- View SourceHi to all,

As our own Phil Carmody and David Underbakke are breaking twin prime

world records I thought I might try and break the record for the most

easily memorised large prime.

PrimeForm Output.

(800^4)^2+1 is probable prime! (a = 17021) (digits:24)

(800^4)^2+1 is prime! (by Proth's Theorem) (verification : a = 17029)

(digits:24)

A prime to remember! 800^8 + 1 = prime.

(Of course, this is called the "One over the eight" prime)

Anyone claim to beat this ! Is there a list of easily memorised

primes?

regards,

Paul Mills - View SourceHello!

There are many yet more "memorable" primes at

http://www.utm.edu/research/primes/curios/

And the prime

1022003330004444000055555000005555500004444000333002201

is also memorable.

Best wishes,

Andrey

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Paul Mills wrote:

> Hello Andrey,

(digits:25)

> Yes, that is a nice one, but then I tried and got

>

> 1223334444555554444333221 is probable prime! (a = 16411)

> 1223334444555554444333221 is probable prime!

(verification : a =

> 16427) (digits:25)

So...

>

> Which is a quantum number easier to remember than yours.

> 800^8 + 1 is still the record for memorable primes. :-)

:-))))))))))))))))))))))))))))))

You haven't looked at Prime Curios collection!!!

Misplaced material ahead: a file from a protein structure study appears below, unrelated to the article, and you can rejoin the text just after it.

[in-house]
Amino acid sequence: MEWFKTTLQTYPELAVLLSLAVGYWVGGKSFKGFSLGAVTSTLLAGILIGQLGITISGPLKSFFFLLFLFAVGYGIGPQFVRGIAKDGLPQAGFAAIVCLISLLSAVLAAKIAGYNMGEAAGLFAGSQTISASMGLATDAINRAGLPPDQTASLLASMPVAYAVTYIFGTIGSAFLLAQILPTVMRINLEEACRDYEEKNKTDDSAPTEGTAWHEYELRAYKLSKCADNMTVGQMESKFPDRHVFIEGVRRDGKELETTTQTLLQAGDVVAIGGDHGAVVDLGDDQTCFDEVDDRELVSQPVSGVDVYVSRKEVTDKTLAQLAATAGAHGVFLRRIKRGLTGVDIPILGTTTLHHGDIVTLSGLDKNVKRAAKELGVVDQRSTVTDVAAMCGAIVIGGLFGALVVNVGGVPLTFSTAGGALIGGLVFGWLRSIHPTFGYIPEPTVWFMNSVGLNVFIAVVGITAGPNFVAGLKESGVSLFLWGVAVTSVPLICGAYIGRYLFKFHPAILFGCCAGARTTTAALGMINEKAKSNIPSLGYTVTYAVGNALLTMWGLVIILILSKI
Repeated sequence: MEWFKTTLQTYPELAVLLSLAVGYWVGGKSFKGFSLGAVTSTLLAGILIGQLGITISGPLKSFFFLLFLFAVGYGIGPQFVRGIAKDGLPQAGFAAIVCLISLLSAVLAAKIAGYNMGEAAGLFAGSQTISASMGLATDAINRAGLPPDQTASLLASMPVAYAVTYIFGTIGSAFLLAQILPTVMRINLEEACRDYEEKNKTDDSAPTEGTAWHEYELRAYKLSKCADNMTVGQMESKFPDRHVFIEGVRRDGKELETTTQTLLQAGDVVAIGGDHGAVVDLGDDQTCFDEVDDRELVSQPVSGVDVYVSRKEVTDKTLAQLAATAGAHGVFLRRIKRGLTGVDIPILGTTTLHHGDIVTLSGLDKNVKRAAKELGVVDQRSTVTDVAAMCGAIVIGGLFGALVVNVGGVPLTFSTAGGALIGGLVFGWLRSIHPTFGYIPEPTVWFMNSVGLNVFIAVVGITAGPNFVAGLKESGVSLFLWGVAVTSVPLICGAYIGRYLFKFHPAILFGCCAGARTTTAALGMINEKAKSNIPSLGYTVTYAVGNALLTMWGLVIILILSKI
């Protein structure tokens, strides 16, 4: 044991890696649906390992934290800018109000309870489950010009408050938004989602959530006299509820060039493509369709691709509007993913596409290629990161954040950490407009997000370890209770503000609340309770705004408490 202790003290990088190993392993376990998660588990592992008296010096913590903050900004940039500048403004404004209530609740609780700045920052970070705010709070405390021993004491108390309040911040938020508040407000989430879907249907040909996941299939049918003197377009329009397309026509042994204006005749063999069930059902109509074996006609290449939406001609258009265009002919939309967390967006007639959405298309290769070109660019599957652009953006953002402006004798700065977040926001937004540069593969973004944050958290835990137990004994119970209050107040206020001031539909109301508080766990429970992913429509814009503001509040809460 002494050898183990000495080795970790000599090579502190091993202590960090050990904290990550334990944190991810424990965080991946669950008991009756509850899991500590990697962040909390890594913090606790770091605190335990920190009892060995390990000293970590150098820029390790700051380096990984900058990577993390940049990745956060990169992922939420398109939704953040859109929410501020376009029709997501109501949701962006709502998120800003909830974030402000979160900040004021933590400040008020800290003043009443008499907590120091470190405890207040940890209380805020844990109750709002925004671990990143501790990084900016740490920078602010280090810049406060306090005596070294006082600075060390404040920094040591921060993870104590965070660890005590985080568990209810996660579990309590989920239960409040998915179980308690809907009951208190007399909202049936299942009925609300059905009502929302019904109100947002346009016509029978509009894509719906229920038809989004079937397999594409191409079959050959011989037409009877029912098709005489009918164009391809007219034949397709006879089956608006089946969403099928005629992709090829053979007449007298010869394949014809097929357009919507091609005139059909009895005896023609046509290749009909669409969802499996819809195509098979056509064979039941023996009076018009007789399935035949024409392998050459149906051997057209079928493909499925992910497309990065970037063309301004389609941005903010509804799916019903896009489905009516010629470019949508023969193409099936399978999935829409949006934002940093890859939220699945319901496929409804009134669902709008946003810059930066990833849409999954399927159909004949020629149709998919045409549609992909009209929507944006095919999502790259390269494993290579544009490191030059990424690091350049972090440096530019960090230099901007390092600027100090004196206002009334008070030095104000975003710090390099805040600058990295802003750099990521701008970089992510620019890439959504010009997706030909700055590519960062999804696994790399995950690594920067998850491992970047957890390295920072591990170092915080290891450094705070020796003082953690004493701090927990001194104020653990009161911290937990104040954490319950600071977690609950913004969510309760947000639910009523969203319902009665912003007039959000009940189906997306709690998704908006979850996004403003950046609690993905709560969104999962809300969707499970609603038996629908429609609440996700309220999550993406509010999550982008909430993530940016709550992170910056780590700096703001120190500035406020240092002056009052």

http://www.utm.edu/research/primes/curios/122...221.html

The prime 122334444555554444333221 is the second number I

sent to G.L.Honaker who keeps this nice collection. (The

first number was 123456789ABCDh in hexadecimal). At all,

I've already sent 75 numbers there! :-)

I've noticed the number

1022003330004444000055555000005555500004444000333002201

only because it's absent in Prime Curios collection. This is

3rd number I sent to G.L.Honaker, but he didn't published

it. :-(

The first new prime in 3rd Millenium was

9^8+8^7+7^6+6^5+5^4+4^3+3^2+2^1+1^0,

this is one of my favourite primes, see

http://www.utm.edu/research/primes/curios/45269999.html

Sure, there are many primes which beat your record!

Best wishes,

Andrey

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чБЫ МХЮЫЙК ЧЩВПТ CD-ROM ДЙУЛПЧ ОБ http://universum.tut.by

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Andrey Kulsha wrote:

> I've noticed the number

is

> 1022003330004444000055555000005555500004444000333002201

> only because it's absent in Prime Curios collection. This

> 3rd number I sent to G.L.Honaker, but he didn't published

G.L. Honaker has just published it:

> it.

http://www.utm.edu/research/primes/curios/102..201.html

Have you seen

http://www.utm.edu/research/primes/curios/800.html ?

Best wishes,

Andrey

--------------------------------------------------

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